“I Dreamed a Dream” is very similar to Beloved

I think the song, “I Dreamed a Dream” from Les Miserables is an embodiment of Sethe’s mentality throughout the entire book. In, Beloved, Sethe spends the entire novel constantly reliving the past, the good and the bad. This song is all about how the main character dreams of a better life but is woken up by her reality. She sings, “I dreamed, that love would never die, I dreamed that God would be forgiving”. Sethe has specific flashbacks to the point in her life when she was with Halle. She goes back to the time when her husband was still there with her. Just like the song, she is reverting to the good parts of her past because it is easier than dealing with the traumatic parts.

Similar to the first piece of lyrics, Sethe, is remembering the good times. The character, Fantine, says, “There was no ransom to be paid
No song unsung, no wine untasted”. This can easily be compared to Sethe and Halle’s wedding or Baby Suggs’ preaching. In both of these situations there was some sense of joy, even if it was surrounded by a lifetime of slavery.

But, at some point, a lifetime of trauma can catch up to you. Like in the bridge of the song. It says, “But the tigers come at night. With their voices soft as thunder. As they tear your hope apart. As they turn your dream to shame”. This is almost an exact example of Sethe’s sudden flashback of being assaulted by the white men. At the end of the song she sings, “Now life has killed the dream, I dreamed”, which shows how remembering the trauma has ruined her past.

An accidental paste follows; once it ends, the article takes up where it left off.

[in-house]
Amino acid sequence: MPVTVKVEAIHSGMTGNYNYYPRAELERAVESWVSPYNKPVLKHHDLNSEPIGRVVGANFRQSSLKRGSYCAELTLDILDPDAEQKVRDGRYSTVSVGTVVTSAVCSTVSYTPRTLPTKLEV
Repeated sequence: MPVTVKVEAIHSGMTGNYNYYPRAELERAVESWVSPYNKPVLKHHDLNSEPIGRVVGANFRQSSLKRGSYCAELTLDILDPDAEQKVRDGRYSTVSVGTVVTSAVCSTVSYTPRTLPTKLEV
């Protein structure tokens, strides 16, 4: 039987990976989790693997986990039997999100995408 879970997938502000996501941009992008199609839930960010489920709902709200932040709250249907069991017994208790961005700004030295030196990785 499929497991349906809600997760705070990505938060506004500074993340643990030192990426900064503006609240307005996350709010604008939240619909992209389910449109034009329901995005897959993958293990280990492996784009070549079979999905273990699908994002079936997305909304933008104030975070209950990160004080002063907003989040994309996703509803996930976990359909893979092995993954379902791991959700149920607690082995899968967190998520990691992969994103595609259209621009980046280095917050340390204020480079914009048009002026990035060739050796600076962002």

2 thoughts on ““I Dreamed a Dream” is very similar to Beloved

  1. Marissa K.

    Both Sethe and Fantine also do what they think is best for their children. Fantine resorts to prostitution to continue sending money to take care of her daughter, and Sethe kills Beloved to spare her from being a slave. Both characters are also shunned by other women. Fantine is shunned for being an unwed mother and a prostitute, while Sethe is ostracized for killing Beloved.


Leave a Reply to Marissa K. Cancel reply

Fill in your details below or click an icon to log in:

WordPress.com Logo

You are commenting using your WordPress.com account. Log Out /  Change )

Twitter picture

You are commenting using your Twitter account. Log Out /  Change )

Facebook photo

You are commenting using your Facebook account. Log Out /  Change )

Connecting to %s